There is but One Way – salvation thru Jesus Christ. Disagreements in theology mean schism.

We have seen a ton of churches split over the years (and a great amount of this blog has been dedicated to the little disagreements that have resulted in separate sects). Some disagree about what exactly “The Way” is; others argue about rules and regulations, the most relevant to this site being LGBT-acceptance. In many ways, this epitomizes the conflict between liberalism and conservatism. The former believes in “Many Ways” – that the less judgment on the journeys people take, the better. The latter wants something closer to “One Way,” a moralistic pathway for everyone to follow.

I empathize and understand both. Life can be a simple joy if everyone agrees on the same moral ground, but with increasing connectivity, a person’s individual idiosyncrasies are broadcast. Difference was not tolerated in an age long ago, because people could not understand what a “homosexual” or a “feminist” looked like from afar. It was not until a person in their house, or in their neighborhood, or state, on a friend on Facebook announced it. Then, empathy kicked in.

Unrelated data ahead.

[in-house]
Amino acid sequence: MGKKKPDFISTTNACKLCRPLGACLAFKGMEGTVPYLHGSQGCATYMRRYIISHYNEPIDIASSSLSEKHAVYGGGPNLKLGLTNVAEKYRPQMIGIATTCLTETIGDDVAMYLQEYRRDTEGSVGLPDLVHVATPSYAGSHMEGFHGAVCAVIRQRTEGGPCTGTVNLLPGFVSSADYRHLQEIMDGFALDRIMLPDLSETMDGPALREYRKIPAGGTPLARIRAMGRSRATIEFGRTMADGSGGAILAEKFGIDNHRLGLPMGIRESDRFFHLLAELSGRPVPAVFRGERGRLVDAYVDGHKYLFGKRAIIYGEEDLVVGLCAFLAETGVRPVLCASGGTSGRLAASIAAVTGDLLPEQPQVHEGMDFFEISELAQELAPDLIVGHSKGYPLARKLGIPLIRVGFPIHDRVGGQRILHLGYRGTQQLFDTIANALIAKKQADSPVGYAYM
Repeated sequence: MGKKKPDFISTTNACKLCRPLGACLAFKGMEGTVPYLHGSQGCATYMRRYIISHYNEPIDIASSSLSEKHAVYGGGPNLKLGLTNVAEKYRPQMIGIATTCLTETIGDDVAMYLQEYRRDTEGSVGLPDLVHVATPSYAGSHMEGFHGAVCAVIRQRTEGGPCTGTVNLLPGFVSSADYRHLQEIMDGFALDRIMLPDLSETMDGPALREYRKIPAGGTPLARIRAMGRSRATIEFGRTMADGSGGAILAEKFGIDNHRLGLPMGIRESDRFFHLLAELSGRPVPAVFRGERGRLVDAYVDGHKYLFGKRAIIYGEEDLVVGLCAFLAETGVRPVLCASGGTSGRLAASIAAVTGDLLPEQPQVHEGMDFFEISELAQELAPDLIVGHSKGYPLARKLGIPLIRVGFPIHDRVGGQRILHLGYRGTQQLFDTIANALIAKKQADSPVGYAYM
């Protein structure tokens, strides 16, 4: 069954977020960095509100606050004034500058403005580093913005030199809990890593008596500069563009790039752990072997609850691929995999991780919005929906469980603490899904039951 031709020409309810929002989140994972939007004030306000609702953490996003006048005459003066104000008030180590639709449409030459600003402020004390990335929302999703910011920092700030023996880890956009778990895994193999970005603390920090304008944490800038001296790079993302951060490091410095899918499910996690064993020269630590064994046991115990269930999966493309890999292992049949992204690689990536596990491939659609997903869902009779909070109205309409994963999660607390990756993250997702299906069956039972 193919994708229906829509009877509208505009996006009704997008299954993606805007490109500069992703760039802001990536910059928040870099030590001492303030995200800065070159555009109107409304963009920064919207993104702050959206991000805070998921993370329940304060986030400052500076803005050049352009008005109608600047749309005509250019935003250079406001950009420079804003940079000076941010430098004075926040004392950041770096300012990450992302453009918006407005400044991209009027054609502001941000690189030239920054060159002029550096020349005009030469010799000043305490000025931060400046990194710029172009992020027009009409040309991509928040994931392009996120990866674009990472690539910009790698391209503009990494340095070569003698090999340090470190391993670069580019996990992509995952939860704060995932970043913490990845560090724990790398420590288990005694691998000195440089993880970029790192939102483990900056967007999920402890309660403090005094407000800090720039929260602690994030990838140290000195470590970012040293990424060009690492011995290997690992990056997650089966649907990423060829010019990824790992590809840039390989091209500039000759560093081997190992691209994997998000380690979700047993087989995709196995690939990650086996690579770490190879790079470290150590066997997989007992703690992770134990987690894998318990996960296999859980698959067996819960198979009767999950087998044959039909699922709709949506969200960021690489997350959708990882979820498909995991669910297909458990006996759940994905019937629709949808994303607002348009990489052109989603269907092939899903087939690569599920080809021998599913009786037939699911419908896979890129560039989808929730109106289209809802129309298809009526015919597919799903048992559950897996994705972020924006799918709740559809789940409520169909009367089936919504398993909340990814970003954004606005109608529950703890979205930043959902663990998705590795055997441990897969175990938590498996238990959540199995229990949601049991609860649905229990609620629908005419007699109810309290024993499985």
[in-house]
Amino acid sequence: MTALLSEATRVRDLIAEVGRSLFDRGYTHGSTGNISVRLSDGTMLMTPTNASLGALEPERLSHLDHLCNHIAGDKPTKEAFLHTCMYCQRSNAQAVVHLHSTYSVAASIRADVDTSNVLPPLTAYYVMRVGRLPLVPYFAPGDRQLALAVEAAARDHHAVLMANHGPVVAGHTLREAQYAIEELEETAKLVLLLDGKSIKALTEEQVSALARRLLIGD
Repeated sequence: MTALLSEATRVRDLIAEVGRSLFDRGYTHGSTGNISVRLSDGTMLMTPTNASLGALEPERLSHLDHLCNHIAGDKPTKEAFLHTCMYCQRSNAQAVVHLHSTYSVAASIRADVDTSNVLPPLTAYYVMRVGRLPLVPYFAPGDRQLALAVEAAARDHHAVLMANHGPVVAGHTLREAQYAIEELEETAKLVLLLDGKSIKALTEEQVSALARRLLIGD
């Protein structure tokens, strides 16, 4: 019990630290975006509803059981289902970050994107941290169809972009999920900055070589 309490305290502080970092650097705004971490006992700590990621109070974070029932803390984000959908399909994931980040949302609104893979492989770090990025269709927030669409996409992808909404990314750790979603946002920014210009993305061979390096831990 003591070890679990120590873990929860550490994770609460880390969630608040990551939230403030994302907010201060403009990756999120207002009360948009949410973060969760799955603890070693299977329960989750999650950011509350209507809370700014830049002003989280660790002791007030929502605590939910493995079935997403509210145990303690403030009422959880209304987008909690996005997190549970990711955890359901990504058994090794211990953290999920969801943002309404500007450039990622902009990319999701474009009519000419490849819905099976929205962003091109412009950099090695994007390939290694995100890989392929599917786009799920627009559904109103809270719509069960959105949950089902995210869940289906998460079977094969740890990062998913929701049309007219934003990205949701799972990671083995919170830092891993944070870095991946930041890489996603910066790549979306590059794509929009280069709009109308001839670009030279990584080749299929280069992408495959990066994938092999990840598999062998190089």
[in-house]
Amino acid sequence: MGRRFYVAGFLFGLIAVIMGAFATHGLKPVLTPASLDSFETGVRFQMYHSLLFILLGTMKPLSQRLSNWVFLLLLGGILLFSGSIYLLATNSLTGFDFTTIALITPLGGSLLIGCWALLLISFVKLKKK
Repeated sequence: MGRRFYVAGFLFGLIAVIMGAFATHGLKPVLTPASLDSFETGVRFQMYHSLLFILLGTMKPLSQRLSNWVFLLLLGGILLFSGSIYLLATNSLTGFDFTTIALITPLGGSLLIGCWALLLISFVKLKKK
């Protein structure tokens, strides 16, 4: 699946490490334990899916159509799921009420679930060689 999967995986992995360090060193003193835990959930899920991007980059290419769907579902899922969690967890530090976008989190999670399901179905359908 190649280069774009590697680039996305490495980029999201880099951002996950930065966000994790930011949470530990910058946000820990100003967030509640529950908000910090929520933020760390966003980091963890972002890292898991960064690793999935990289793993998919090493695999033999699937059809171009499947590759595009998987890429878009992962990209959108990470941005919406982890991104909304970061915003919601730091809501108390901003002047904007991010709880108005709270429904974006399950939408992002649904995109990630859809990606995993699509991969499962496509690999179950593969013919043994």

Is there One Way? Yes and no and maybe. Jesus is a key factor. He may be the only factor. But the Way to him? Is there only One Way?

Yes and no and maybe.

Paul runs into some more issues on the road. A group of citizens begin panicking over a public conflict, involving one of the most sincerely revered deities in the area:

The assembly was in confusion: Some were shouting one thing, some another. Most of the people did not even know why they were there. (19:32)

So a riot breaks out within the walls of a theater over the divinity of the goddess Artemis. People are shouting and throwing things, causing violence, and most of the people did not even know why they were there?